The problem, as I see it, is that when the transition takes place from child to young adult, we have a natural inclination to continue perpetuating the careful control that has served us so well up to this point. When my mostly-adult daughters get ready for work and I see that it is time for them to leave in order to make it to their job on time, I have a tendency to take command the way I always have and create order in their young lives by telling them as their father/law-giver to stop dallying and get in the car. The problem is that at some point they need to be able to make executive decisions independent of my authority.

As a father of teens, my primary goal is not to fix problems but to give them the tools needed to fix their own problems. Life is messy and they need to learn when to use the broom. That means at some point I need to move from commander to adviser. I will always be their confidant, friend, and cheerleader, but my days as law-giver are numbered; soon it will be up to them to transfer their fidelity from me to the one I have had the honor to model, as a placeholder, for a short time in their lives—Jesus.

Just as when my children were small and I looked for any opportunity to teach a big lesson from a little green bean, when they are big, I actively look for any opportunity to teach executive decision making from the shelter of our care. If, in the name of “taking care” of my children, I forget to transfer authority to the young man or young woman living under my roof, I will have deprived them of the safety net that comes with learning to make inconsequential decisions before the big ones come along. I find that I have to be more intentional, more prayerful, and more carefully thoughtful when it comes to removing the controls that I have put in their lives than I had to be when putting those controls in place.

The thing that endlessly pushes me to get this right is the knowledge that they will grow up whether I do a good job or not! And I know that the consequences of failure will be one of two things: either they will increasingly fight me for the right to be the architect of their own future until an emotionally fragile adult jumps ship, or worse, their ability for independent decision making will be systematically crushed until any thought of life outside of my punctilious control is beyond their emotionally deformed grasp.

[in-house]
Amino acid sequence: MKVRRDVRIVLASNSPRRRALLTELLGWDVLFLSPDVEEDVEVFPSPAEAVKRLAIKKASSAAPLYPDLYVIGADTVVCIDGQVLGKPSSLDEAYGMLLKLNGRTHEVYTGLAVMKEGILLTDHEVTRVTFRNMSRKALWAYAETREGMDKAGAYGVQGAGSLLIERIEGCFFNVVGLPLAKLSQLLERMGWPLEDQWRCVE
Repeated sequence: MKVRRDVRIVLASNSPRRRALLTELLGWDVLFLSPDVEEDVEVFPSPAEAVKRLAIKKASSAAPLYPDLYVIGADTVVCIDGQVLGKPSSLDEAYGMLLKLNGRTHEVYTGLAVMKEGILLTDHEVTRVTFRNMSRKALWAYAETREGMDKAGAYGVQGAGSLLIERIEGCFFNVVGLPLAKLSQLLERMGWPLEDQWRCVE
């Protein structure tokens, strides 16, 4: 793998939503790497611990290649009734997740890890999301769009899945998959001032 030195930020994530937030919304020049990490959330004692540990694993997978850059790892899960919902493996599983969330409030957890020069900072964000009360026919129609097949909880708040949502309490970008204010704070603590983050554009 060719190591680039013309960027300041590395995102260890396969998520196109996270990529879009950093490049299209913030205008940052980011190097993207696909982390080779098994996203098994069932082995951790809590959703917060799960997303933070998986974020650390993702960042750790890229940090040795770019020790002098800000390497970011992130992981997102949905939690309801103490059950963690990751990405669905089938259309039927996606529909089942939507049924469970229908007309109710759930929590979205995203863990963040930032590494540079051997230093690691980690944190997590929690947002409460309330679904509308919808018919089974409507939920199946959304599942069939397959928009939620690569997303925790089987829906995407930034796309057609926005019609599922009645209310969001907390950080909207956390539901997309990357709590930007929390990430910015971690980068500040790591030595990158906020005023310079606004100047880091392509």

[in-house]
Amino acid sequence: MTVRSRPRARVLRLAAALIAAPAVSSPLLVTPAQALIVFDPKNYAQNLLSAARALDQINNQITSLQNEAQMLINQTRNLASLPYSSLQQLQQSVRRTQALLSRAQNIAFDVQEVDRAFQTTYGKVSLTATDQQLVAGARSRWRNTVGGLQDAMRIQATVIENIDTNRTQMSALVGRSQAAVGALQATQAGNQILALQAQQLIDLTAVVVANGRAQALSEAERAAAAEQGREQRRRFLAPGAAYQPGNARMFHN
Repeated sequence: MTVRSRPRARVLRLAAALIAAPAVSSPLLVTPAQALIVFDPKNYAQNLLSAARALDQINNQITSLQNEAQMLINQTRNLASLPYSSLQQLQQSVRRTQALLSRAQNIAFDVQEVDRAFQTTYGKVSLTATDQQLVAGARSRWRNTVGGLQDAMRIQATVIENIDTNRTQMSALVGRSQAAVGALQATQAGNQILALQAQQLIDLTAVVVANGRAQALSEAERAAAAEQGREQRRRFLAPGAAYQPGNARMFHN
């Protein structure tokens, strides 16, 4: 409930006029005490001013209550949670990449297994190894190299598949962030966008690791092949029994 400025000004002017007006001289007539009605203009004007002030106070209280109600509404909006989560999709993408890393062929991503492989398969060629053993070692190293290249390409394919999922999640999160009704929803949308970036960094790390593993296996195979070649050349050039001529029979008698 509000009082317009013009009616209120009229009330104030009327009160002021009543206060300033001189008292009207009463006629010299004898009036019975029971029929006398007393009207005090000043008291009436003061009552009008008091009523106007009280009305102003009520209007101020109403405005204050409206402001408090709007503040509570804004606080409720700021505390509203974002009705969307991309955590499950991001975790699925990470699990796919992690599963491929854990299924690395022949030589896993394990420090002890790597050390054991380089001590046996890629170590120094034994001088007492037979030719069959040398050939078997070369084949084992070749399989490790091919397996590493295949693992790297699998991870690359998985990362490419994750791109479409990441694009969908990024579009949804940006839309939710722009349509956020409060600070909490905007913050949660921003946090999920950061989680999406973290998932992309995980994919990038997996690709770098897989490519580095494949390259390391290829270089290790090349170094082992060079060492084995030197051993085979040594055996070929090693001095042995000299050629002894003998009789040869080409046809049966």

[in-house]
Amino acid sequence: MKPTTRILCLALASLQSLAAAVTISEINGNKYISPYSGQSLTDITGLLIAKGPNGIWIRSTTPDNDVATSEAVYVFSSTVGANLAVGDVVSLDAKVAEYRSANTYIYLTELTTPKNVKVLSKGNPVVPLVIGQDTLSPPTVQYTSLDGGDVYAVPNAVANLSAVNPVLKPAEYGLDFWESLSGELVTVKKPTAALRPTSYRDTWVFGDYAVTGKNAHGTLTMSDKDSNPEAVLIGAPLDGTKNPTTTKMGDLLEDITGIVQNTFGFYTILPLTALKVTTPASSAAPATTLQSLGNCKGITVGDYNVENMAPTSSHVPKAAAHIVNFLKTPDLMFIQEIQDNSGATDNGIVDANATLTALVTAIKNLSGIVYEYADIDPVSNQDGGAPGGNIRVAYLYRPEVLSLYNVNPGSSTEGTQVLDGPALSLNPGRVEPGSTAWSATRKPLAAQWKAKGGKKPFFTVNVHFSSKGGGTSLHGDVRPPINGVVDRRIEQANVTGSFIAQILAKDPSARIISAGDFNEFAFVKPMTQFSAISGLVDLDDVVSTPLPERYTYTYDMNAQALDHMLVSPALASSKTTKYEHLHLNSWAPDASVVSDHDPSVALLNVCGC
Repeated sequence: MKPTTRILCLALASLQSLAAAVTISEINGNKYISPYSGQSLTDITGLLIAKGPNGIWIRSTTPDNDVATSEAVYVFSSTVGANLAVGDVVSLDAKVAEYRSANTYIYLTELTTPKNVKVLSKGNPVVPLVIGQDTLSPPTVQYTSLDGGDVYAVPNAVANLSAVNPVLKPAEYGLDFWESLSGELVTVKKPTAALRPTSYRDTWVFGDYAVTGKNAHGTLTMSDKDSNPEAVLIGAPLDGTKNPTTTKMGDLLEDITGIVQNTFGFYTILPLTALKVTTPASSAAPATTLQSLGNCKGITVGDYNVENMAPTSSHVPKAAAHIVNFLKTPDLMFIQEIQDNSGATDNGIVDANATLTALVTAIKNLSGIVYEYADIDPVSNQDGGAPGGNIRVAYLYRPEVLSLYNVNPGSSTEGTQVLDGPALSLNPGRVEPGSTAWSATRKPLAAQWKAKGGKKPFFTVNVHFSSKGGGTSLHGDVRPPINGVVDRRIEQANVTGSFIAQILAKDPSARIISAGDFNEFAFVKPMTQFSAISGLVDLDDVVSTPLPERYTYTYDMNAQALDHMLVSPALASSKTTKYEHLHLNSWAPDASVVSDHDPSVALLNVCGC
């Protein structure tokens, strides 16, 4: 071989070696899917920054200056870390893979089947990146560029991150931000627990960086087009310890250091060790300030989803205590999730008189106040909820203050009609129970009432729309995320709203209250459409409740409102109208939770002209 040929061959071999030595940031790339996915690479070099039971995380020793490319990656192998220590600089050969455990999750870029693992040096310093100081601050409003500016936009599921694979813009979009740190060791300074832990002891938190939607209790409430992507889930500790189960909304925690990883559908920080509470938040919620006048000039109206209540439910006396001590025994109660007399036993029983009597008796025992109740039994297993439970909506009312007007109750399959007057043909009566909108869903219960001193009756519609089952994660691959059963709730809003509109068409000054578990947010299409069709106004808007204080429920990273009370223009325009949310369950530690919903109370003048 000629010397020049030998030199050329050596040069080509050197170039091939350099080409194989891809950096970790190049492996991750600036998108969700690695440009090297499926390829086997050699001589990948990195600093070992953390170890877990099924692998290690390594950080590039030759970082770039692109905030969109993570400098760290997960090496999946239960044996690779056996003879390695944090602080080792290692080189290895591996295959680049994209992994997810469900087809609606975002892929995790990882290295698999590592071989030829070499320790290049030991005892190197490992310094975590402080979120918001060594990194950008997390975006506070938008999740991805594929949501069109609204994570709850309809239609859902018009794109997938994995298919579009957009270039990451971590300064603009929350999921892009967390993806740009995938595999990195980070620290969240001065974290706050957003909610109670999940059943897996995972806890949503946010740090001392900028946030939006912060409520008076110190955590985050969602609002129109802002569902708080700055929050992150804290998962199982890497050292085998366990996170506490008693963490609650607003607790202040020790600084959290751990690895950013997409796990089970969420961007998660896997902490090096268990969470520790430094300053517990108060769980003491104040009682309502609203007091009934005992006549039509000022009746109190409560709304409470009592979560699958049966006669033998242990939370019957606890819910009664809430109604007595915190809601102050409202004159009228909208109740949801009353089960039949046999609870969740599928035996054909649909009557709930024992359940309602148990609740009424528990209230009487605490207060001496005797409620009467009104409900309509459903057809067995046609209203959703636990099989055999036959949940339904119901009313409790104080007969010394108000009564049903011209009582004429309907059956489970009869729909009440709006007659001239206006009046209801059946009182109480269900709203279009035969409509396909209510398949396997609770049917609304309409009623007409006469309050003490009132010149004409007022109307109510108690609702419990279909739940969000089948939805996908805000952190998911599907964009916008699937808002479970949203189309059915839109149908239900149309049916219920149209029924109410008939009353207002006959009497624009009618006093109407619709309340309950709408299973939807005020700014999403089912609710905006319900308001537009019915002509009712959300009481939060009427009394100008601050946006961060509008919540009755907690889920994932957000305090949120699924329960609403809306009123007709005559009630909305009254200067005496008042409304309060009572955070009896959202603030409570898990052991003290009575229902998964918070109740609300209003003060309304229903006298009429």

It seemed so effortless when my parents casually let me go camping at 12 years old without carrying clean water, a spatula, or a skillet. Instead, I showed up at the campsite with a grill, a half dozen broken eggs, and a mostly wet sleeping bag. I got hungry and cold and learned a much more valuable lesson than I would have if they had made me take all the necessary accouterments for a good campout. Oh, I had lots of fun and I was hungry and had a cough for a month, but I also learned to take responsibility for my actions and to be prepared ahead of time for my own comfort’s sake.

Like I said, it seemed effortless at the time, but from the other side of this thing, I find a lot of bite marks on my knuckles as my knucklehead son goes camping, or to work, or makes a purchase that I don’t deem to be well thought out or properly prepared for.

I find that I like the role of commander better than the role of advisor! However, if I don’t allow my sons and daughters to take command of their own lives, then all of the training that I spent years accomplishing has been for naught, because my single focus, my every hope for my children has been for when they grow up! Well, this somewhat disgruntled dad has had his children grow up.

If any of you lack wisdom, let him ask of God, that giveth to all men liberally, and upbraideth not; and it shall be given him. (James 1:5)